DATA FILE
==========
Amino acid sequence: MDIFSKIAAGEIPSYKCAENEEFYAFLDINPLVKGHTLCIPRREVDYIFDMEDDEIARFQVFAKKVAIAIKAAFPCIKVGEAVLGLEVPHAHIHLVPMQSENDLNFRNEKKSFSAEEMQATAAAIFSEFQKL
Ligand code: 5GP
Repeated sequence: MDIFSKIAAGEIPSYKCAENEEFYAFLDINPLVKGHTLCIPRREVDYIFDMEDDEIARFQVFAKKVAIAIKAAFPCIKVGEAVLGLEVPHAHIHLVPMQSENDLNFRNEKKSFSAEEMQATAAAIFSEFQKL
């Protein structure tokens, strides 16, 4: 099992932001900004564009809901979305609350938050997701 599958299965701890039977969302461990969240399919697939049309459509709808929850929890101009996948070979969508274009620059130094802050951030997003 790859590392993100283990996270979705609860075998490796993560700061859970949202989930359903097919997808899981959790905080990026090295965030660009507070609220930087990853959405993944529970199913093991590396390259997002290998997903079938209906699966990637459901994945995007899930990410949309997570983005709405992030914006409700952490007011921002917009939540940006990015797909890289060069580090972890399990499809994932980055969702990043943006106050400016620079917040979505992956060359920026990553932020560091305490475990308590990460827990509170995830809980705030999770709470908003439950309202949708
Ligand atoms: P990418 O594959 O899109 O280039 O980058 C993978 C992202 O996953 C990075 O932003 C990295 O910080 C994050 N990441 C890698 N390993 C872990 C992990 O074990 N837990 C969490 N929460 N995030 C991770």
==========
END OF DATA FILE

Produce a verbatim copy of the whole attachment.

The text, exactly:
Amino acid sequence: MDIFSKIAAGEIPSYKCAENEEFYAFLDINPLVKGHTLCIPRREVDYIFDMEDDEIARFQVFAKKVAIAIKAAFPCIKVGEAVLGLEVPHAHIHLVPMQSENDLNFRNEKKSFSAEEMQATAAAIFSEFQKL
Ligand code: 5GP
Repeated sequence: MDIFSKIAAGEIPSYKCAENEEFYAFLDINPLVKGHTLCIPRREVDYIFDMEDDEIARFQVFAKKVAIAIKAAFPCIKVGEAVLGLEVPHAHIHLVPMQSENDLNFRNEKKSFSAEEMQATAAAIFSEFQKL
């Protein structure tokens, strides 16, 4: 099992932001900004564009809901979305609350938050997701 599958299965701890039977969302461990969240399919697939049309459509709808929850929890101009996948070979969508274009620059130094802050951030997003 790859590392993100283990996270979705609860075998490796993560700061859970949202989930359903097919997808899981959790905080990026090295965030660009507070609220930087990853959405993944529970199913093991590396390259997002290998997903079938209906699966990637459901994945995007899930990410949309997570983005709405992030914006409700952490007011921002917009939540940006990015797909890289060069580090972890399990499809994932980055969702990043943006106050400016620079917040979505992956060359920026990553932020560091305490475990308590990460827990509170995830809980705030999770709470908003439950309202949708
Ligand atoms: P990418 O594959 O899109 O280039 O980058 C993978 C992202 O996953 C990075 O932003 C990295 O910080 C994050 N990441 C890698 N390993 C872990 C992990 O074990 N837990 C969490 N929460 N995030 C991770």